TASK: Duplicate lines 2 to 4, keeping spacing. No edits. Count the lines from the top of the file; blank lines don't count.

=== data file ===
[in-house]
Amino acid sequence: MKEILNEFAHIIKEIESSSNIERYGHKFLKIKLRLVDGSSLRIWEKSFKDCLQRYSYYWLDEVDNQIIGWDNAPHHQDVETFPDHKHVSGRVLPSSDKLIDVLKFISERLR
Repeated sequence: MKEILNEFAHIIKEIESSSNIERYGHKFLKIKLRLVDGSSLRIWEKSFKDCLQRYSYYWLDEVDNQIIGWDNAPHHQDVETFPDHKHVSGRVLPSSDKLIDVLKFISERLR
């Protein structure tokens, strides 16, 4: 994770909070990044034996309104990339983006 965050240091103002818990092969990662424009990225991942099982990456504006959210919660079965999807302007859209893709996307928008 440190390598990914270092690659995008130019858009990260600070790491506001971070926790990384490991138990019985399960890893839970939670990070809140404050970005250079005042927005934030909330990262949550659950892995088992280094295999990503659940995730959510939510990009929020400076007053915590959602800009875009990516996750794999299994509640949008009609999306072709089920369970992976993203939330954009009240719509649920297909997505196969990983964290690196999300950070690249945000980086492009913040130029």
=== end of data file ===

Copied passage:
Amino acid sequence: MKEILNEFAHIIKEIESSSNIERYGHKFLKIKLRLVDGSSLRIWEKSFKDCLQRYSYYWLDEVDNQIIGWDNAPHHQDVETFPDHKHVSGRVLPSSDKLIDVLKFISERLR
Repeated sequence: MKEILNEFAHIIKEIESSSNIERYGHKFLKIKLRLVDGSSLRIWEKSFKDCLQRYSYYWLDEVDNQIIGWDNAPHHQDVETFPDHKHVSGRVLPSSDKLIDVLKFISERLR
């Protein structure tokens, strides 16, 4: 994770909070990044034996309104990339983006 965050240091103002818990092969990662424009990225991942099982990456504006959210919660079965999807302007859209893709996307928008 440190390598990914270092690659995008130019858009990260600070790491506001971070926790990384490991138990019985399960890893839970939670990070809140404050970005250079005042927005934030909330990262949550659950892995088992280094295999990503659940995730959510939510990009929020400076007053915590959602800009875009990516996750794999299994509640949008009609999306072709089920369970992976993203939330954009009240719509649920297909997505196969990983964290690196999300950070690249945000980086492009913040130029």